BEHIND ENEMY LINES
Director: John Moore
Cast: Owen Wilson, Gene Hackman, Joaquim de Almeida, David Keith, Olek Krupa, Gabriel Macht, Vladmir Mashkov
MPAA Rating: (for war violence and some language)
Running Time: 1:46
Release Date: 11/30/01
Review by Mark Dujsik
Keep John Moore away from any and all tracks, cranes, helicopters, etc., that would allow him to spin his camera around for shots. About a good five-eighths of Behind Enemy Lines is spent in a 360° rotation. After the third time I saw this kind of shot implemented, I just wanted to yell, "Stop it!" Alas, it did not stop, but that’s not the end of it. Moore, an obvious first-time director, uses camera tricks aplenty for no reason except to add some kind of flavor to this stale material. It doesn’t work. Behind Enemy Lines joins an exclusive club, whose other members include Pearl Harbor, of mindless action movies masquerading as war movies.
The plot: navigator Lt. Chris Burnett (Owen Wilson) and his pilot Lt. Michael Stackhouse (Gabriel Macht) are shot down—you guessed it—behind enemy lines by a very, very determined surface-to-air missile (a little too determined, if you ask me). After Stackhouse is executed by a group of very, very determined bad guys (in this movie, the Serbs), Burnett is very, very determined to escape. Unfortunately, he’s being chased by a very, very determined sniper, and NATO Admiral Piquet (Joaquim de Almeida) is very, very determined to keep any American forces out of the area, lest the just implemented peace accord be ruined. Fortunately for him, Admiral Reigart (Gene Hackman, using the sketch of his character from Crimson Tide) is very, very determined to get Burnett out of there.
From this setup, we get a series of action sequences, so the structure of the movie consists of Burnett running, discovering and overcoming an obstacle, running, discovering and overcoming another obstacle, ad nauseam. The sequences themselves are quite typical. As I said before, the whole thing starts with a heat-seeking missile that manages to get past decoy after decoy and still hit its target. Then Burnett runs from lots of gunfire, which leads me to believe that he’s wearing the new military-issue force-field. As each sequence goes by, we’re finally led to a patch of thin ice where Burnett must wait to be picked up. This thin ice is set up so extensively that when it’s ultimately not used, I felt cheated. You don’t set up something that much and then forget about it. There’s a sequence in a small village beforehand, whose look is obviously inspired by (or stolen from) Saving Private Ryan. Once again, the MPAA apparently decided that a lower amount of blood and only two uses of a certain bad word were enough to get this one past with the PG-13 rating.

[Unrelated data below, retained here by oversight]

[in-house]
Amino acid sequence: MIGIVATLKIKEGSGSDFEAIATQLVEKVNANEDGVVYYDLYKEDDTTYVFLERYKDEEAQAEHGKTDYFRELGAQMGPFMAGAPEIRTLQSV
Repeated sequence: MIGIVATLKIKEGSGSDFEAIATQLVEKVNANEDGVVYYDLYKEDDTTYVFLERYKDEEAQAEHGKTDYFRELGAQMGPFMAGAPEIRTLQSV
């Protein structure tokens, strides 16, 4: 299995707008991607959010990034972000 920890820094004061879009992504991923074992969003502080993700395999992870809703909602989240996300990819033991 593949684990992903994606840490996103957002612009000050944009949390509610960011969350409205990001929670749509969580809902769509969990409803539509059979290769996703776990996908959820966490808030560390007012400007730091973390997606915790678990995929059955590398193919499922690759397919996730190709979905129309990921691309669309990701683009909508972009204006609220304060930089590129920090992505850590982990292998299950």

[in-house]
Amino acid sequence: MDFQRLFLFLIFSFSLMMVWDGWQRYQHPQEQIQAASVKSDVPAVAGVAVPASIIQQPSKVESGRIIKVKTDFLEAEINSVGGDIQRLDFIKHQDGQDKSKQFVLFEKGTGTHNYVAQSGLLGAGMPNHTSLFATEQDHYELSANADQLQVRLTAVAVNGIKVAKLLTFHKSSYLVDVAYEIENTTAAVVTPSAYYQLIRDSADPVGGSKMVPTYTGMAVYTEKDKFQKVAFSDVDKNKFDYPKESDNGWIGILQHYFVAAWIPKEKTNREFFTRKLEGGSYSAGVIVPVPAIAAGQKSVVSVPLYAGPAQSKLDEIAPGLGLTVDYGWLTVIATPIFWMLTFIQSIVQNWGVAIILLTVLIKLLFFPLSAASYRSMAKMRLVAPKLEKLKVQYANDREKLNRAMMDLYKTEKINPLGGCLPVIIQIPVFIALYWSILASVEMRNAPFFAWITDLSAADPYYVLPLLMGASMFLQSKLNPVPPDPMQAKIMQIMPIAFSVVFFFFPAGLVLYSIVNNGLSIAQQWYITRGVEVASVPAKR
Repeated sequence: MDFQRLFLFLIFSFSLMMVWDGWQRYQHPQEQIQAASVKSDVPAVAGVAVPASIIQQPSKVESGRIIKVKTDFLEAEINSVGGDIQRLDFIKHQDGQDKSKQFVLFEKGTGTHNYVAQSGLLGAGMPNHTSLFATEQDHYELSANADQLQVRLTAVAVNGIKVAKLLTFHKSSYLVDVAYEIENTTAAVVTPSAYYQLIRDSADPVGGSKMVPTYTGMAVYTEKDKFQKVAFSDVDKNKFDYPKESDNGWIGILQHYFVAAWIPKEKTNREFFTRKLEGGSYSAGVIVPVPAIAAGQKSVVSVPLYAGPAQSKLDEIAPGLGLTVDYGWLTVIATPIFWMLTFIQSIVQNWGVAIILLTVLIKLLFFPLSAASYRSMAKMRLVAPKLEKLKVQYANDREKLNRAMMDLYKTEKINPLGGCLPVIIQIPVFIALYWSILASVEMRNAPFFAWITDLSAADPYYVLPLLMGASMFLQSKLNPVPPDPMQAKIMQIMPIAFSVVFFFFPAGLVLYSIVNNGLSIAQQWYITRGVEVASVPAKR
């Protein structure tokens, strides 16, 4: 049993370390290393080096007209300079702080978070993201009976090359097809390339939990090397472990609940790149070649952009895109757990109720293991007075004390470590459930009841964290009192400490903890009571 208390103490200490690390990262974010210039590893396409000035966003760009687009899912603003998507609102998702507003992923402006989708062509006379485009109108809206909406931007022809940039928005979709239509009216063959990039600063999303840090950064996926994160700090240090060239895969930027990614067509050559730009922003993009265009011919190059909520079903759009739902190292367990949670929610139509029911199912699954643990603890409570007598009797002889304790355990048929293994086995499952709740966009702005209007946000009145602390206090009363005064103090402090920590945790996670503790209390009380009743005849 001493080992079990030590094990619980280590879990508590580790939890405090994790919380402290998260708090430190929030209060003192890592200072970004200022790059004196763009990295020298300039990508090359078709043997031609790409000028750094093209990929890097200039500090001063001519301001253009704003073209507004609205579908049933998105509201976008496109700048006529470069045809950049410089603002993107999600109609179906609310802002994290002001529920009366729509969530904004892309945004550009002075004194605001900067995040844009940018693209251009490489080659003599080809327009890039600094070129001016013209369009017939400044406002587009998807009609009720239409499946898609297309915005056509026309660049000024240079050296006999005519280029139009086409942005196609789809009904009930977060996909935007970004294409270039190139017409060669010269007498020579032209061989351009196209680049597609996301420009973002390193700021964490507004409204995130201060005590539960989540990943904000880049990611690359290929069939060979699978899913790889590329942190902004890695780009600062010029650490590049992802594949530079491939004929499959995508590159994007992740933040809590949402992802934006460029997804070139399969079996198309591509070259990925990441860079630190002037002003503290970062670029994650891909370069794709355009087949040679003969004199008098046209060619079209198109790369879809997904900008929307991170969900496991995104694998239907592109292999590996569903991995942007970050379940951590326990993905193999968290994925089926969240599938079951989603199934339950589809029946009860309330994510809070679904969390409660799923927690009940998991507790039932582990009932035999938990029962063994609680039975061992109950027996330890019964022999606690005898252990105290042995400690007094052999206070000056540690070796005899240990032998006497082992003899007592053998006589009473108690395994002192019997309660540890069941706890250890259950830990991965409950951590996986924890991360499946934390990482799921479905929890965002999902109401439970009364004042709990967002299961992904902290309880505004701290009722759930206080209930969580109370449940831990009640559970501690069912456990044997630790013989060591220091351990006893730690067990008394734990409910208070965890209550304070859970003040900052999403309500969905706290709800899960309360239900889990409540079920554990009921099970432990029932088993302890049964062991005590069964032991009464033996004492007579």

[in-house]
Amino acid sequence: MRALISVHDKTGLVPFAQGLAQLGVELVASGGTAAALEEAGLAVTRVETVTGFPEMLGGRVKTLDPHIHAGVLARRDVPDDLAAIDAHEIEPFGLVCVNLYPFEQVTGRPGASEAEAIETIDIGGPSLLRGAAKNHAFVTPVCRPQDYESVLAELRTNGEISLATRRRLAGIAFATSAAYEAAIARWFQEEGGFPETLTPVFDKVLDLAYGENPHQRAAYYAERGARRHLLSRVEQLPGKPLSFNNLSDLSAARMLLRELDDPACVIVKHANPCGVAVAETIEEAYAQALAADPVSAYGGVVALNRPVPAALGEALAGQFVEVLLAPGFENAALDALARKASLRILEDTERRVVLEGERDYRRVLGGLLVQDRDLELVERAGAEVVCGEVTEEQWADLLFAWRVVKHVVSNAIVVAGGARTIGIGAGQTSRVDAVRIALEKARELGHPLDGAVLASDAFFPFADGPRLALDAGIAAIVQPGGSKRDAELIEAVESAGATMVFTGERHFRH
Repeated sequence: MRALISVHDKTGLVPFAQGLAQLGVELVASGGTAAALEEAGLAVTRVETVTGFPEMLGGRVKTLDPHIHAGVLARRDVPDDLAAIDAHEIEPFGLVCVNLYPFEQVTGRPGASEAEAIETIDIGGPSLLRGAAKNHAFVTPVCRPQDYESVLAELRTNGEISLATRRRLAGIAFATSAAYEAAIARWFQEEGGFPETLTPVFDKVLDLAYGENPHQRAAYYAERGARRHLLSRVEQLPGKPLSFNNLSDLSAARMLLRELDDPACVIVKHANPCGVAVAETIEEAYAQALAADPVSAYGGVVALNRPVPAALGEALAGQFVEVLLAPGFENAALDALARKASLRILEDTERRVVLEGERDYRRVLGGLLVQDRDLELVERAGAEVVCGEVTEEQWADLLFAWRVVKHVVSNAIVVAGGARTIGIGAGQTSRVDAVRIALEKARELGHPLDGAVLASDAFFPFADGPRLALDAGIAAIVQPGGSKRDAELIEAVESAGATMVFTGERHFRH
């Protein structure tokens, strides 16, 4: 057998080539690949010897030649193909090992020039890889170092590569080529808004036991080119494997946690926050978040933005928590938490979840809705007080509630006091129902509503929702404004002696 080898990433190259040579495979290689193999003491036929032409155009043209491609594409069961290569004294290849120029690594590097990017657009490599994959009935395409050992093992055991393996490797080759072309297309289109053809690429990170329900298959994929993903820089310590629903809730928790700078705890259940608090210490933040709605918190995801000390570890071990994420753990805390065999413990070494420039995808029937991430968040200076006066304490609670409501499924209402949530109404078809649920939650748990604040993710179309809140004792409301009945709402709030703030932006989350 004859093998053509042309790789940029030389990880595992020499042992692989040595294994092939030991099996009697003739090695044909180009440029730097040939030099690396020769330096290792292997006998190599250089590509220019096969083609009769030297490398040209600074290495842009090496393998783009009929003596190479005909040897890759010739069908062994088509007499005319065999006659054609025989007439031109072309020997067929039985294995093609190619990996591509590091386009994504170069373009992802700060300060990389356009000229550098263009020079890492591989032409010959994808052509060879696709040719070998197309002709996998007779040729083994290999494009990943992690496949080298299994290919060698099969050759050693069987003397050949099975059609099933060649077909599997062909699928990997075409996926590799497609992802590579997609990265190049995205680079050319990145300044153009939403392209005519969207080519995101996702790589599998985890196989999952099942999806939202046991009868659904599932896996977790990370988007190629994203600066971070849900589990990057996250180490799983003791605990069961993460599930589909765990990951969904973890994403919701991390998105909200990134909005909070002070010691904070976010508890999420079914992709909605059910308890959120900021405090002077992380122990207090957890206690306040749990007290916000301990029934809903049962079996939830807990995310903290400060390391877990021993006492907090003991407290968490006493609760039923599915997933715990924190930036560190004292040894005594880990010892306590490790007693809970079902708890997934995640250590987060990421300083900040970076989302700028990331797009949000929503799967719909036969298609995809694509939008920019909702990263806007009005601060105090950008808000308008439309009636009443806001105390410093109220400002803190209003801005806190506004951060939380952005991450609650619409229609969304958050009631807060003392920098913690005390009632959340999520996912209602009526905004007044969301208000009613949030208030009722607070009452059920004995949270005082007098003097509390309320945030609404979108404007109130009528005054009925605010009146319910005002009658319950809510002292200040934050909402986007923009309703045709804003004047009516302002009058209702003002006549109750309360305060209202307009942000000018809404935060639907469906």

All the while, we’re stuck with music-video editing, a soundtrack that goes from techno to full orchestration depending on the moment, lots of slow motion shots, lots of times when the film is sped up, and, yes, lots of spinning camera. There’s even a scene where we watch a man being blown into the air by a land mine in slow motion. The shot harks back to Three Kings, except that Three Kings was making a point when it showed a bullet entering a body; Behind Enemy Lines is just trying to show off. Then there is the land mine sequence itself, which takes an instrument of terror and turns it into the device of an action sequence. Needless to say, my stomach dropped when I realized how the scene was going to be played. I was also a little less then impressed with the treatment of the backdrop of the movie. You can tell the bad guys because they wear berets, occasionally look like Nazis, sneer a lot, and speak in a strange, foreign tongue. The good guys wear normal clothes, speak English, drink Coke, and listen to hip-hop.
Behind Enemy Lines was reportedly released earlier than first-planned, and the idea of cashing in on our recent tragedy is a pretty sickening prospect. In this light, the movie is flag-waving claptrap—a self-congratulating mess of an action movie. I’ll be kind and call this Pearl Harbor lite, meaning it’s not quite as bad or exploitative as that movie, but it’s still pretty bad and exploitative.
Copyright © 2001 by Mark Dujsik. All rights reserved.
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